ELSPA reponds to age ratings consultation period

ELSPA has spoken out today following the DCMS Select Committee report and the launch of the DCSF’s formal government consultation into age rating systems in the UK.

Managing director of ELSPA Michael Rawlinson said of the DCMS Select Committee report:

We agree entirely that there should be a single ratings system for interactive games because it’s the only way that we can ensure that parents understand how videogames ratings protect their children, both on and offline, now and in the future.”

We believe the PEGI ratings system is the only one that truly protects children, understands the interactive nature of rating games and is the only system endorsed by the games industry. It offers a strict classification system, based on international standards and detailed criteria which is scaleable and robust enough to cope with rating the explosion of gaming content that is becoming available online everyday and is the only system that is truly international.”

Whilst we respect the decision that the Select Committee has come to, neither we nor the games industry, which we represent, think it adequately covers the key recommendations of the Byron Review, specifically in relation to the protection of children.”

On the public consultation into age rating, he added:

We welcome the public consultation into the proposed changes to the rating system recommended by the Byron Review and look forward to engaging fully in the process. Dr Byron’s recommendation of an extension of the hybrid, two tier classification system has always, in our opinion, been unworkable. It is now evident that the DCMS Select Committee shares our view.”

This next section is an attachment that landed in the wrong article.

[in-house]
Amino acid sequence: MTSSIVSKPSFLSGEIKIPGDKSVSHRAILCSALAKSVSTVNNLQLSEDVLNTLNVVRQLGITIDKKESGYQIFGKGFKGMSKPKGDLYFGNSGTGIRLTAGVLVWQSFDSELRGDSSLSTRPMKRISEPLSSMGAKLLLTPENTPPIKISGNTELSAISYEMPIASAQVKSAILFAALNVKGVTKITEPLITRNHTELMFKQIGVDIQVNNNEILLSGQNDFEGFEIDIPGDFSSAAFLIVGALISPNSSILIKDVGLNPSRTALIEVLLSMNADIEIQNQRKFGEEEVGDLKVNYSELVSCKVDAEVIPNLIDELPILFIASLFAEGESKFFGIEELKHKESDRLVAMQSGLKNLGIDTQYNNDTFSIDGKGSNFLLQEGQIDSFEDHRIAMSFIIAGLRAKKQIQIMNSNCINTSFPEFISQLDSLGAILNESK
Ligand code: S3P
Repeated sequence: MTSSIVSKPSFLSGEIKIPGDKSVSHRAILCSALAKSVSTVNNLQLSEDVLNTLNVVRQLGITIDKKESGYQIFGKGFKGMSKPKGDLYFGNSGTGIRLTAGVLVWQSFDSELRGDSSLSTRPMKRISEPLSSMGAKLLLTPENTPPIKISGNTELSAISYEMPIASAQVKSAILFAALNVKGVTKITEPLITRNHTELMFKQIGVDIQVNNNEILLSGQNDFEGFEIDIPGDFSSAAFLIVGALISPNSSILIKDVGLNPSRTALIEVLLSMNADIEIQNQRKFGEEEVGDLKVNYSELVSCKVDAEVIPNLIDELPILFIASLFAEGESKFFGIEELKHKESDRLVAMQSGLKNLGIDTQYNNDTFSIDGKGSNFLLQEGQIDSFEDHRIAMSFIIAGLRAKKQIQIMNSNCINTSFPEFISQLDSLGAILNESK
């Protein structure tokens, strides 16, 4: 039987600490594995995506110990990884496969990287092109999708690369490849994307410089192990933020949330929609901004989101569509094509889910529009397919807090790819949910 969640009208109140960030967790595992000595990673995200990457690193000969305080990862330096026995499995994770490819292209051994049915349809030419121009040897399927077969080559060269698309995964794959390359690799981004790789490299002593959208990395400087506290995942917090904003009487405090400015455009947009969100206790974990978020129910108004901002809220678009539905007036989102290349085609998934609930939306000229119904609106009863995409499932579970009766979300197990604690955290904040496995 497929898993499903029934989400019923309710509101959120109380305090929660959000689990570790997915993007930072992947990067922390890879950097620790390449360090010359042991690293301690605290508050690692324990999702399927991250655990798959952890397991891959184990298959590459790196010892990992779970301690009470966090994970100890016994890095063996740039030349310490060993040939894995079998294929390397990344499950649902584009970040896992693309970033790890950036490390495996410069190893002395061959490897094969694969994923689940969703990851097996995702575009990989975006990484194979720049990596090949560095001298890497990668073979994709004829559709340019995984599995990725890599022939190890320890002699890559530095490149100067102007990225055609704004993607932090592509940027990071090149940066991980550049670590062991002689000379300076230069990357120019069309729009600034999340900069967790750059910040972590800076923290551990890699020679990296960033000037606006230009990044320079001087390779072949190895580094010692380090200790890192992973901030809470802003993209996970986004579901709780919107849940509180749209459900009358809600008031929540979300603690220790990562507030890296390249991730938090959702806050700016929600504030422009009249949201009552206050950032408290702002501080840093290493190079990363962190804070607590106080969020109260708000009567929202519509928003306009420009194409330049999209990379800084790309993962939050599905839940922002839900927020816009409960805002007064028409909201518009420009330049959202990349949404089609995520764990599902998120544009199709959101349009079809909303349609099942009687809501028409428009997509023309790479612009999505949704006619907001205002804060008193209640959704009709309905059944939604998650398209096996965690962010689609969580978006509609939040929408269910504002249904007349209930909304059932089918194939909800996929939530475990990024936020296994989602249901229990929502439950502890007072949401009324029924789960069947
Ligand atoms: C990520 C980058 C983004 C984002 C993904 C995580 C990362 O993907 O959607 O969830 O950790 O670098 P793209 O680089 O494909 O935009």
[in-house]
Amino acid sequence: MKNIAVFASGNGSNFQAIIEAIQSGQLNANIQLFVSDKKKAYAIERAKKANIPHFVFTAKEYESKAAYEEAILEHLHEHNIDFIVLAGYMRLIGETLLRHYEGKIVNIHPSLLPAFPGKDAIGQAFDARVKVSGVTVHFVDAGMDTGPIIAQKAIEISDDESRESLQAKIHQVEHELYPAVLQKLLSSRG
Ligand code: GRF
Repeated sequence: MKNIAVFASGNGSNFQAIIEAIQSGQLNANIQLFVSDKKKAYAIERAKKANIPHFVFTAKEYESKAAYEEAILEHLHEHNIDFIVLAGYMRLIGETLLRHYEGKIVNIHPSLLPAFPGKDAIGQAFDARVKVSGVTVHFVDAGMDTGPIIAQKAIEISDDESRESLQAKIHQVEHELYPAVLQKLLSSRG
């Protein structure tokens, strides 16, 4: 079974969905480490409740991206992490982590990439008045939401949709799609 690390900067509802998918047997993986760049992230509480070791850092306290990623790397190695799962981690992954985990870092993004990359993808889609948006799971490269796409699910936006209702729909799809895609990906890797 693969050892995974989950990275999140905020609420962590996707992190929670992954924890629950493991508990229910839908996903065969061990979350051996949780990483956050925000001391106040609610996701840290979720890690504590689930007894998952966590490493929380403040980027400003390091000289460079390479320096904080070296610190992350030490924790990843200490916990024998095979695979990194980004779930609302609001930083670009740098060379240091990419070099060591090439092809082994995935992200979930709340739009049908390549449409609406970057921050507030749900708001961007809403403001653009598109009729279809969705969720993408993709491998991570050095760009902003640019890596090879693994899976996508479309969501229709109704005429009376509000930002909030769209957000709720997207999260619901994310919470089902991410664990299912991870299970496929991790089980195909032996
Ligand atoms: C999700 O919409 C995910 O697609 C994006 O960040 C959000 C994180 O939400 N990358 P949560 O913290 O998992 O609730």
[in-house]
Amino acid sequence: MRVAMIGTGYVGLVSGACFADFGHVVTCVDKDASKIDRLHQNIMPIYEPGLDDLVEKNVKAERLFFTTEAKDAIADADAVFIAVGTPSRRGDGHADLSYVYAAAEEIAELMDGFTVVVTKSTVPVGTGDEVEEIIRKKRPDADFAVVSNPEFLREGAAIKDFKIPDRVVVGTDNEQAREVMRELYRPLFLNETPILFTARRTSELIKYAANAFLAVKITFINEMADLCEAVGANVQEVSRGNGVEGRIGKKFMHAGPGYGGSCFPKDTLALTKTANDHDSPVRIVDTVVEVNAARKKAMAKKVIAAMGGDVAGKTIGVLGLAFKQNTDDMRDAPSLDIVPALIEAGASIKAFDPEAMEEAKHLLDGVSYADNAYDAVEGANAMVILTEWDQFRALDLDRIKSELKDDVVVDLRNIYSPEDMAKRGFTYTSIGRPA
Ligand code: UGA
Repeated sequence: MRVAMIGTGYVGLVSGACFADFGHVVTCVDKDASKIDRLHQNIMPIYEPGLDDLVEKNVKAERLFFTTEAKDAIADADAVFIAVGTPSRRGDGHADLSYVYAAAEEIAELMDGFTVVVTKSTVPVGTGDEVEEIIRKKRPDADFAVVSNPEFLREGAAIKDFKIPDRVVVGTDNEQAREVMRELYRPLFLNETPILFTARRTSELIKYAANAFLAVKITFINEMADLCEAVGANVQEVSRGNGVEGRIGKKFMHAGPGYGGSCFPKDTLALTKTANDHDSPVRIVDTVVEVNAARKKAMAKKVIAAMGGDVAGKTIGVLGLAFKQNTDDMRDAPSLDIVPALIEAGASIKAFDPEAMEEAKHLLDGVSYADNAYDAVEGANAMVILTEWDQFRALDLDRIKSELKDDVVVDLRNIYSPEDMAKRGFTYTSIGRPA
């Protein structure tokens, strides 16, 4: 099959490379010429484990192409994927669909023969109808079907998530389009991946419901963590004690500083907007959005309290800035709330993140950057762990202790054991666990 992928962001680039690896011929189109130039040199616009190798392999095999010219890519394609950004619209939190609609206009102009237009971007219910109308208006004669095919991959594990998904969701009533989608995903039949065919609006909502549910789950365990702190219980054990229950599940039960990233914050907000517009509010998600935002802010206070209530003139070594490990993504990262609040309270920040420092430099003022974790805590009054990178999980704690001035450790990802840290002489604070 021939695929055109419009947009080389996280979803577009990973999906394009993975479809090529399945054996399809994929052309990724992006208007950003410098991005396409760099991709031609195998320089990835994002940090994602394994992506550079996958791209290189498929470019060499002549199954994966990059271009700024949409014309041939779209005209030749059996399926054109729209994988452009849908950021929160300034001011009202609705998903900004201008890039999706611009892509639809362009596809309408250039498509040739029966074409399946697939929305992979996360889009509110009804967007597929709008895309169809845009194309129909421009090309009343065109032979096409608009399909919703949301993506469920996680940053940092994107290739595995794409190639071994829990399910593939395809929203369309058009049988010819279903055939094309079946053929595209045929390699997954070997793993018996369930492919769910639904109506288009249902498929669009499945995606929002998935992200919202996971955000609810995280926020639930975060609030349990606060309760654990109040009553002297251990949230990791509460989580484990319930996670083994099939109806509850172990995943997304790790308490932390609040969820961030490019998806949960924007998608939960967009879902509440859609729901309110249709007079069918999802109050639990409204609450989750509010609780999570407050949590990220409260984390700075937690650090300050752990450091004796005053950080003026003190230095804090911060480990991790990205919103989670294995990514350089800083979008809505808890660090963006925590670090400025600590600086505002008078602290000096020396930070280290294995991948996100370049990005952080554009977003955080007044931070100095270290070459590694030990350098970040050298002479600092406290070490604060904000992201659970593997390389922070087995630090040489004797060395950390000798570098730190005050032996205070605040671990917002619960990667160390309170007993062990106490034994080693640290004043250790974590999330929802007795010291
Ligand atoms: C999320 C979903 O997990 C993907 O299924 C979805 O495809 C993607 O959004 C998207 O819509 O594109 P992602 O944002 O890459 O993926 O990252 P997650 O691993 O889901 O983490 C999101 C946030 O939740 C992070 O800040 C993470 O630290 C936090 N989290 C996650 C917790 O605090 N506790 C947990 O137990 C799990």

However, we believe that the recommendation by the select committee that the BBFC be the single rating system offers no additional protection to children, may increase confusion between films and interactive games, and potentially will incur increased costs to the industry. We are also concerned that it does not fully address the scope for the exponential growth of and increasing internationalisation of online gaming, further exposing British children to potential risk.”

PEGI offers the only ratings system that can fully assess all game content. It currently rates 96% of all games released in the UK as opposed to only 4% which the BBFC assess.”

PEGI is the only rating system that has the power to prevent games publishers distributing unsuitable content to children if it abuses or misuses the system. It understands and operates in the online world already through the PEGI Online safety code, established with the support of the European commission – it has the highest levels of customer and parental understanding and confidence on and offline in 29 countries.”

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